• Commentary,  COVID,  Fiscal Policy,  Gender and Work

    Podcast on the Federal Budget, Early Child Education, and the Recovery from COVID

    Centre for Future Work Director Jim Stanford was a guest in this post-budget special edition of The Herle Burly podcast, hosted by David Herle. He and fellow panelists Dr. Kate Bezanson (from Brock University) and Peter Nicholson (former head of policy for the PMO) dissected the budget’s eye-popping deficit forecast, whether deficits matter, and the economic importance of universal high-quality early child education. Watch the full discussion here. https://youtu.be/fC92ZAs4P5g Budget Panel: Bezanson, Nicholson, Stanford + the Political Panel: Byrne and Reid | The Herle Burly

  • Commentary,  Fiscal Policy,  Gender and Work

    National Child Care Roll-Out Will Boost Economy More Than Budget Estimates

    Today’s federal government pledge to implement a national affordable child care program will significantly accelerate Canada’s recovery from the COVID-19 pandemic and recession, according to research from the Vancouver-based Centre for Future Work. And the Centre suggests that the resulting boost to output and employment will be significantly larger than estimated by today’s federal budget. “Universal high-quality early child education is a vital ingredient in a high-performance economy, and this plan will spark job-creation and income growth across the country,” said Dr. Jim Stanford, Economist and Director of the Centre for Future Work. “In fact, the improvements in employment and GDP growth arising from the plan are likely to be…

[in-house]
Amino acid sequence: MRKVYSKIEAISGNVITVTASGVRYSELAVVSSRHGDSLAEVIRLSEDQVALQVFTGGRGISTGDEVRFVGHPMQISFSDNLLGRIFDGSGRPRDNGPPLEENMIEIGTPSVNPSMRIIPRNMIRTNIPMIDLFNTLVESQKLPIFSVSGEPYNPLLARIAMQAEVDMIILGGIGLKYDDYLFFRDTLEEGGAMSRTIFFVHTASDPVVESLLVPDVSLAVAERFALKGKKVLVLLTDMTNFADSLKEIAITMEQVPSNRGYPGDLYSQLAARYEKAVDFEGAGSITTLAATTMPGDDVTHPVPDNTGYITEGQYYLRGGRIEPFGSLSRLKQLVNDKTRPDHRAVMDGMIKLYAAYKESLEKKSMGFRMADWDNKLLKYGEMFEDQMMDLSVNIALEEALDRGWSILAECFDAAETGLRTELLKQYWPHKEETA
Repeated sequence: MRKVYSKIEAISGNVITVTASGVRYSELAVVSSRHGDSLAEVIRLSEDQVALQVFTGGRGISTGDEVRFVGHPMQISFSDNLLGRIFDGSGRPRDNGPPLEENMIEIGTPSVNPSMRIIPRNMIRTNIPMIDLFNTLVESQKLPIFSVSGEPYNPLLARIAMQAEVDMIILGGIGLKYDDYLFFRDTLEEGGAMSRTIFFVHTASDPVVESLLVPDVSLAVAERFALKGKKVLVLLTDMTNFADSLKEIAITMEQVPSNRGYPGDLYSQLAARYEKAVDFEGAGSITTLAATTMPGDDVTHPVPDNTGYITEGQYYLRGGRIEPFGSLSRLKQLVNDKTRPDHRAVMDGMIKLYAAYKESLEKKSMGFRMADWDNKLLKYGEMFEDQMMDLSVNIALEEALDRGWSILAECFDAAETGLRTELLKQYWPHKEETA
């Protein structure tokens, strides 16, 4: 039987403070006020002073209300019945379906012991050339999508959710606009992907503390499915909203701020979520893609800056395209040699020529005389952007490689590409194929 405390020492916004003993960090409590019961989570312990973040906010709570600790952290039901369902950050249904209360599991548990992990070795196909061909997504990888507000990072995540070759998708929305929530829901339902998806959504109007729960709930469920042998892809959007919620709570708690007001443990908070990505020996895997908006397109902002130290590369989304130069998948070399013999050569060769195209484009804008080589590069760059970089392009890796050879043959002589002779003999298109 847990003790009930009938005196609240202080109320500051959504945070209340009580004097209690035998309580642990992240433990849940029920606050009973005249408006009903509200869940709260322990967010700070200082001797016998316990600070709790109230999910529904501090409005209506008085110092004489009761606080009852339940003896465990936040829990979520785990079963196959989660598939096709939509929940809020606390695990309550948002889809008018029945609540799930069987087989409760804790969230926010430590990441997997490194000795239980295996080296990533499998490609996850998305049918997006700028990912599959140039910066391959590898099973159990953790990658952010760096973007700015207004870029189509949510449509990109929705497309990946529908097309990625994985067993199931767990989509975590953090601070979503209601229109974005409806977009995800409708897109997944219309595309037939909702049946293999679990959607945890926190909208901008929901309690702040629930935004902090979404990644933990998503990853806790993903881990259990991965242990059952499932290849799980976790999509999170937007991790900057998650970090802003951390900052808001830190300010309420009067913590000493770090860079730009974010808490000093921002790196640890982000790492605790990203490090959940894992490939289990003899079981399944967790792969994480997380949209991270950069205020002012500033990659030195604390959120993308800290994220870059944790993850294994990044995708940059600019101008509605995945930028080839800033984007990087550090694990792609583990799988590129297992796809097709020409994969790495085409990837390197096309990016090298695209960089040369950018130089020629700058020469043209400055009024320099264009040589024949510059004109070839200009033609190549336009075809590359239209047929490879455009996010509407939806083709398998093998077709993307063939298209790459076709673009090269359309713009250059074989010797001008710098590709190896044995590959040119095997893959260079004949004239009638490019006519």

• Commentary,  Environment & Work,  Finance,  Inequality

    The Contradictions of ‘Caring Capitalism’

    Many companies these days try to promote a ‘socially responsible’ image: giving money to charities, speaking broadly about ‘stakeholders’ and ‘sustainability’, and even joining debates about issues like racism. But when it comes to their own bottom lines, few diverge from the fundamental goals of minimizing costs, avoiding taxes, and maximizing profits – regardless of the harm that might result to their workers, communities, or the environment. In this commentary, originally published in the Toronto Star, Jim Stanford takes aim at contradictions of this ‘kinder, gentler’ image corporations are trying to create. His jumping-off point is Hasbro’s effort to improve the image of its iconic Monopoly board game. The commentary…